After observing grocery-shopping behavior in stores and talking to shoppers, we discovered that taste and price were the main factors in selecting what food to purchase. This was surprising as we originally assumed branding and repeat purchases to be a larger influence. With this information, our design was beginning to take shape. However, we had yet to learn how to evaluate the healthiness of food. Fitness tracking apps like “My Fitness Pal” and “Fitbit” direct users to count calories. Determining the amount of food the user would consume after shopping was difficult so we explored alternative nutritional metrics. To guide our research, we met with a local nutritionist who suggested we focus on sodium, saturated fat and fiber.
We focused our design as a response to the 2014 Chi Student Design Competition to “transform… incoming bodydata into self-knowledge.” The bodydata that we decided to leverage was the grocery shopping choices made by low-socioeconomic individuals and families. Everyone on our team had a shared interest in technologies that are not exclusive to those who are economically well off, prompting us to explore the public space of grocery stores. After discovering that low-socioeconomic individuals struggle more with obesity than other groups; the question became clear: how can we help shoppers make healthier choices while shopping?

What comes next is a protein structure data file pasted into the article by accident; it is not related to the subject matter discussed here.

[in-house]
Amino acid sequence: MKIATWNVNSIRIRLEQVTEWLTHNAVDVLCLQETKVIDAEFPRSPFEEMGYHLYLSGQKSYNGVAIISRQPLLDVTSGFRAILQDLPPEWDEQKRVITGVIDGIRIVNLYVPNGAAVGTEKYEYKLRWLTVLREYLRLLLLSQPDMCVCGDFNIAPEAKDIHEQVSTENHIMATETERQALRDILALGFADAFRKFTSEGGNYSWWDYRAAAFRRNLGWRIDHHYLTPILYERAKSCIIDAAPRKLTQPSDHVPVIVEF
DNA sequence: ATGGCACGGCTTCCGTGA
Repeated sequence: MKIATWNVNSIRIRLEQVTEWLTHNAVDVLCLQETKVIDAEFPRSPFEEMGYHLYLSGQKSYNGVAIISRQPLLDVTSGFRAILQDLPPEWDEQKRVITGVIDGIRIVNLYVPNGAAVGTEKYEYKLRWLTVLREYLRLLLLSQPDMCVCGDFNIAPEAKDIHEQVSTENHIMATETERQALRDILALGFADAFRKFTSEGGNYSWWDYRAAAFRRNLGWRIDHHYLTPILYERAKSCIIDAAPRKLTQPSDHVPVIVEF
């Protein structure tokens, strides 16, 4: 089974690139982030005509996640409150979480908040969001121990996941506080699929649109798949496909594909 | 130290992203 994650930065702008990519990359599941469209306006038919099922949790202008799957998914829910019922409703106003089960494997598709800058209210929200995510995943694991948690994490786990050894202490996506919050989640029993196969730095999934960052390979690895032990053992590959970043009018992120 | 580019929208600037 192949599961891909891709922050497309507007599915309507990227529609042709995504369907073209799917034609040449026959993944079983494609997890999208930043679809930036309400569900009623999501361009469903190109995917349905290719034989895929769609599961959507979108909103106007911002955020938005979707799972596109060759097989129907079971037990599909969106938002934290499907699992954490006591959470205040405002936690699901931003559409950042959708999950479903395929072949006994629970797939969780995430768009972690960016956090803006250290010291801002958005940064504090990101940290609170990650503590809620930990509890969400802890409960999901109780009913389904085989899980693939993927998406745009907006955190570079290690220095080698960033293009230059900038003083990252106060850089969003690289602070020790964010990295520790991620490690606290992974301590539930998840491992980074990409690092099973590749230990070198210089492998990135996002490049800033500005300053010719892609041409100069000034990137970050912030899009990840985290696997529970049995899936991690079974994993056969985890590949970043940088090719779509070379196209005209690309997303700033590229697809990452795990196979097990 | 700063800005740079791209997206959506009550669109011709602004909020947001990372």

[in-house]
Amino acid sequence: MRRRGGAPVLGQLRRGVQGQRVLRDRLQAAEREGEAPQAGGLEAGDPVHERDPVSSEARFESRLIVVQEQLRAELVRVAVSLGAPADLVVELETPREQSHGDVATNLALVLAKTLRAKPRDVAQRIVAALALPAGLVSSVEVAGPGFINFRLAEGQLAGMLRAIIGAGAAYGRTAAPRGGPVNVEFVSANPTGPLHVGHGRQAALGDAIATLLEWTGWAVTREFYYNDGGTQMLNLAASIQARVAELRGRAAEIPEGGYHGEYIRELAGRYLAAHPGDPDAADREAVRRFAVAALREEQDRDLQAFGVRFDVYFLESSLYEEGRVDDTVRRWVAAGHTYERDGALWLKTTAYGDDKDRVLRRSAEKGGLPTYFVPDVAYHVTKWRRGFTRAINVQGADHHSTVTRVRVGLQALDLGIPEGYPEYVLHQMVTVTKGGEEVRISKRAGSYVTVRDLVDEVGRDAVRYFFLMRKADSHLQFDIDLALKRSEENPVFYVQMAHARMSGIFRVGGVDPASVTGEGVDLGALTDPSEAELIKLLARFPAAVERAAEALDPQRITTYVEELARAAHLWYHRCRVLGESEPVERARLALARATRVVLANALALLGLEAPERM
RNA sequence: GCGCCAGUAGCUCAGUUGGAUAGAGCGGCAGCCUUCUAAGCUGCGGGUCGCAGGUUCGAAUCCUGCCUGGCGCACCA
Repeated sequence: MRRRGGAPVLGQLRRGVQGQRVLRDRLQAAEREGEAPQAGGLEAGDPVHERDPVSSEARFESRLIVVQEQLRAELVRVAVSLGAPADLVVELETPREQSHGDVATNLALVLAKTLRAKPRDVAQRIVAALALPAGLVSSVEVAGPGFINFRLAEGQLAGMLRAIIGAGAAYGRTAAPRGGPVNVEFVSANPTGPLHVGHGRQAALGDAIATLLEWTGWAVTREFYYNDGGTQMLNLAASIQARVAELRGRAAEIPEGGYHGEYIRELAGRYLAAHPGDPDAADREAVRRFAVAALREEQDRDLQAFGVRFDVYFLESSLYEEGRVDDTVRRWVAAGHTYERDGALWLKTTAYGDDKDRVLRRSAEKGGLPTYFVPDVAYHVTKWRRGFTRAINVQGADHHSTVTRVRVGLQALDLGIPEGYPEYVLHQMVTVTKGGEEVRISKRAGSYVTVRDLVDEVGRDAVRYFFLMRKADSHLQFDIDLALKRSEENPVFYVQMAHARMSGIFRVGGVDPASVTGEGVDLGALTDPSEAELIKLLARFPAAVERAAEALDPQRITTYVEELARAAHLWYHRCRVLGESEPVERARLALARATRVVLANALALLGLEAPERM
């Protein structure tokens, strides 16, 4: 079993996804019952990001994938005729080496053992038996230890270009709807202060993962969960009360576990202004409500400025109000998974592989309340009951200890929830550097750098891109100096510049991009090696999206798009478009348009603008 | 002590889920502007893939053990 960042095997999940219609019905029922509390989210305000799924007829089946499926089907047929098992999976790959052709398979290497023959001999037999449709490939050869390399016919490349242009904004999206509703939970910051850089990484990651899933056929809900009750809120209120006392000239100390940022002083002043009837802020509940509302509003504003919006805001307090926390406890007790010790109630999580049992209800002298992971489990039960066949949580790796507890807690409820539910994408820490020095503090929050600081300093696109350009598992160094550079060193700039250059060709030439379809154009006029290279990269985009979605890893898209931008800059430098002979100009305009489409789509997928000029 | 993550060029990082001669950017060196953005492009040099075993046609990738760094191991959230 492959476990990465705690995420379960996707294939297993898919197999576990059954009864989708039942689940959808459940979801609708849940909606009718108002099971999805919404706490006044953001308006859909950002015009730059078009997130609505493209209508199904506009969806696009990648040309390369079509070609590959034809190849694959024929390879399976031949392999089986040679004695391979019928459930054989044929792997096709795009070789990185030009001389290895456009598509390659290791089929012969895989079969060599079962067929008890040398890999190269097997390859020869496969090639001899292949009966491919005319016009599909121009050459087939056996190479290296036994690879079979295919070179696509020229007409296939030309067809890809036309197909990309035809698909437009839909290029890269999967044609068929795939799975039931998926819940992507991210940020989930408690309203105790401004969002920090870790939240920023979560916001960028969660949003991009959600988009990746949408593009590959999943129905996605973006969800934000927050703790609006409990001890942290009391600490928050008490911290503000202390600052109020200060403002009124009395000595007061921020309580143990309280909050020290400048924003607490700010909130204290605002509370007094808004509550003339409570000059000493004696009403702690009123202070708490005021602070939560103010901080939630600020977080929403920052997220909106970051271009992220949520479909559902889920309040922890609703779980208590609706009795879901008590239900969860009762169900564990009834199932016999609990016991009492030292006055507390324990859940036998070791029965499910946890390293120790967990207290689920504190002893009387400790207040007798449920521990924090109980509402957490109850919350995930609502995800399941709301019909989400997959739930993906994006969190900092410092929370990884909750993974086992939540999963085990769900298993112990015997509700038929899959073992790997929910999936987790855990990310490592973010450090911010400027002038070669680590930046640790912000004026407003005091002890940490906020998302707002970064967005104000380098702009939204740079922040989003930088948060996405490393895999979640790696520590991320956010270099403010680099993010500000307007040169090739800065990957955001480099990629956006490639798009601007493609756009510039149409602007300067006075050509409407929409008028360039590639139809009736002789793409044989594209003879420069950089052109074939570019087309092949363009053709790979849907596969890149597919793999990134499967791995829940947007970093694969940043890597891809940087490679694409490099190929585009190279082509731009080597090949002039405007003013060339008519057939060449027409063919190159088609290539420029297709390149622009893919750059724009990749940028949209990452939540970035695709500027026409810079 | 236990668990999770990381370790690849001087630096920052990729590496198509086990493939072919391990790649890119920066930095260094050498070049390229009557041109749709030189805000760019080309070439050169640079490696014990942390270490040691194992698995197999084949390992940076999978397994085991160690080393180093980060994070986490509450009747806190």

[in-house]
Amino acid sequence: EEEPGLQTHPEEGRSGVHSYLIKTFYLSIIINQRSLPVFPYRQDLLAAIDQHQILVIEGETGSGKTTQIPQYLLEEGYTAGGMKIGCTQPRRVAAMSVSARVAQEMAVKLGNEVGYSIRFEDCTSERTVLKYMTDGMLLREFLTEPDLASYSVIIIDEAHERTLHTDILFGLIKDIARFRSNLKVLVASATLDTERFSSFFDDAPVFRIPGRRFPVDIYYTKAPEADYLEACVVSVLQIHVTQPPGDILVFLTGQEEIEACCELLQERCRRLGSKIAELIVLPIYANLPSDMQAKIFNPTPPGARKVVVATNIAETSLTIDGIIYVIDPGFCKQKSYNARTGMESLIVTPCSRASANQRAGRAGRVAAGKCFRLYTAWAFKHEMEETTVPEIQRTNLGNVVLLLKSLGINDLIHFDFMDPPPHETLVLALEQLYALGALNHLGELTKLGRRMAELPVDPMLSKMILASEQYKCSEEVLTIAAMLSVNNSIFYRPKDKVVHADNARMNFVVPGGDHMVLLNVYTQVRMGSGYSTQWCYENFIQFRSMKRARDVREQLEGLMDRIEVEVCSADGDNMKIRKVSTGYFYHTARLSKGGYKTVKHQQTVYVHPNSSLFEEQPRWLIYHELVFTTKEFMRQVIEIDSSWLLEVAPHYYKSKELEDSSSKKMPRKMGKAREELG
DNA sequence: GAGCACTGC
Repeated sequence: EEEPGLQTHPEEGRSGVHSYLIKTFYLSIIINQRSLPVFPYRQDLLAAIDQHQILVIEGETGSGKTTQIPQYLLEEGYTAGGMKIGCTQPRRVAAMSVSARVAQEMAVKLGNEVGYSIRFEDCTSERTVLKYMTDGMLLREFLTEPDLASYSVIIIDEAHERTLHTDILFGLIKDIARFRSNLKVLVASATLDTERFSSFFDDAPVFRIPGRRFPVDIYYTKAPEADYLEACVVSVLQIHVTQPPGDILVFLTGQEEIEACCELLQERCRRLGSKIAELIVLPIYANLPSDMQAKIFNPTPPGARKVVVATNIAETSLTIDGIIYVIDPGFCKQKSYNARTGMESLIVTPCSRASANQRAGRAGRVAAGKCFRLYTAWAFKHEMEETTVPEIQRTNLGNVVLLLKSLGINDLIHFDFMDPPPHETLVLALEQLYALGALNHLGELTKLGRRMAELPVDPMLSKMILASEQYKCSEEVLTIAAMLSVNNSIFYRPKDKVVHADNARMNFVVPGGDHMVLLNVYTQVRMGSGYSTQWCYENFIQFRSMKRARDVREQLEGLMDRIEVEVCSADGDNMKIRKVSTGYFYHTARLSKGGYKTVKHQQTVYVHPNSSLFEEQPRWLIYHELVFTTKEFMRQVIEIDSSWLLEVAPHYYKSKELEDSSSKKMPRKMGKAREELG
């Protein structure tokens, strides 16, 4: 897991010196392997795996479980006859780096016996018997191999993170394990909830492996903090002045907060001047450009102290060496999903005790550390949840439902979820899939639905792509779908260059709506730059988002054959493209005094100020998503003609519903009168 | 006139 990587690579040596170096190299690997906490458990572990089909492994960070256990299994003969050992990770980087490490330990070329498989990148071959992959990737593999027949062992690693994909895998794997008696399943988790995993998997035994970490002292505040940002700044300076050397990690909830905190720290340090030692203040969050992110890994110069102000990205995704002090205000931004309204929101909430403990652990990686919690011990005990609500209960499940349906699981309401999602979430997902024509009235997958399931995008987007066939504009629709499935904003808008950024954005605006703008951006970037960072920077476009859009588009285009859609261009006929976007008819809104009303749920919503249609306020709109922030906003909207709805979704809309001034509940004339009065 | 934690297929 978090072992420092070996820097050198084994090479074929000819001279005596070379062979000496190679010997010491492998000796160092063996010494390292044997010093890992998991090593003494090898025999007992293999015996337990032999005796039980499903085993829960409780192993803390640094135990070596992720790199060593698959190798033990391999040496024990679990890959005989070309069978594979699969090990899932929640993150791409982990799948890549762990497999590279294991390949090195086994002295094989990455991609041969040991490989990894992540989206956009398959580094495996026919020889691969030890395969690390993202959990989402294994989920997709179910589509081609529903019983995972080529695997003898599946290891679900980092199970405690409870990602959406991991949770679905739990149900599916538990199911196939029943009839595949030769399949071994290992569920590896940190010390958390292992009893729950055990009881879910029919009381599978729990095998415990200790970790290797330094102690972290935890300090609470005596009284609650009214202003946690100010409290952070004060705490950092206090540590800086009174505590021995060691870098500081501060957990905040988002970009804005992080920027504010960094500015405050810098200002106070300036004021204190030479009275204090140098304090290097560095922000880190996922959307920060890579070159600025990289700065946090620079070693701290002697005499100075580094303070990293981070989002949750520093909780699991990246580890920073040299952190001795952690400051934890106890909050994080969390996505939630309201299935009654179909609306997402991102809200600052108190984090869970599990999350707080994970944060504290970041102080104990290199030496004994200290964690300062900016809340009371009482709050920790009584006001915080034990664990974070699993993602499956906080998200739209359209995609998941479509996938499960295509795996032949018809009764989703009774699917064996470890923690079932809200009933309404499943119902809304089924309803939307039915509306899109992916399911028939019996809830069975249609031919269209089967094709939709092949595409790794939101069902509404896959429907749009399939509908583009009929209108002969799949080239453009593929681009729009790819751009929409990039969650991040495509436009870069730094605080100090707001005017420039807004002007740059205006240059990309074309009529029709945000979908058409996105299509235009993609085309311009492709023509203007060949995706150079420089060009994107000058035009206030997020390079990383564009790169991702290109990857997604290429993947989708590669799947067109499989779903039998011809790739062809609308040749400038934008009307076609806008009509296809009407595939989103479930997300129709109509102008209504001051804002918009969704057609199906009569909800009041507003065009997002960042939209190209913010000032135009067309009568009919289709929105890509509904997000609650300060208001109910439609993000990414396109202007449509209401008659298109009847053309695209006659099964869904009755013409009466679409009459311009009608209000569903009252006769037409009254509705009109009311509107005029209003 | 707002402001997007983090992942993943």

Coming to a Consensus
Optimizing the Solution
Communicating the Direction
Many rounds of sketching and user feedback led us to our final design. Running scenarios with users helped us make detailed adjustments like making alternative food selection more obvious and displaying food nutrition with a grade. Although these changes did not deviate from our core of helping low-socioeconomic individuals shop for healthier groceries, they did make it much easier for users to accomplish their goals. This experience taught me that granular improvement can have a major positive impact for the user.
Early in the design process, we created the persona of “Anna” to help frame the problem. This persona also helped us remain focused on the needs of the users, and not let our personal biases influence the design. When it came to presenting the concept of Better Bites, we leveraged the persona of Anna to tell the story of someone using the device for the first time. Instead of a dry walkthrough of the device’s features, audiences were engaged watching the device learn Anna’s shopping trends and displaying healthier alternatives based on cost, taste, and personal preferences.
Winner of Best Paper at WISH 2014 - Workshop on Interactive Systems in Healthcare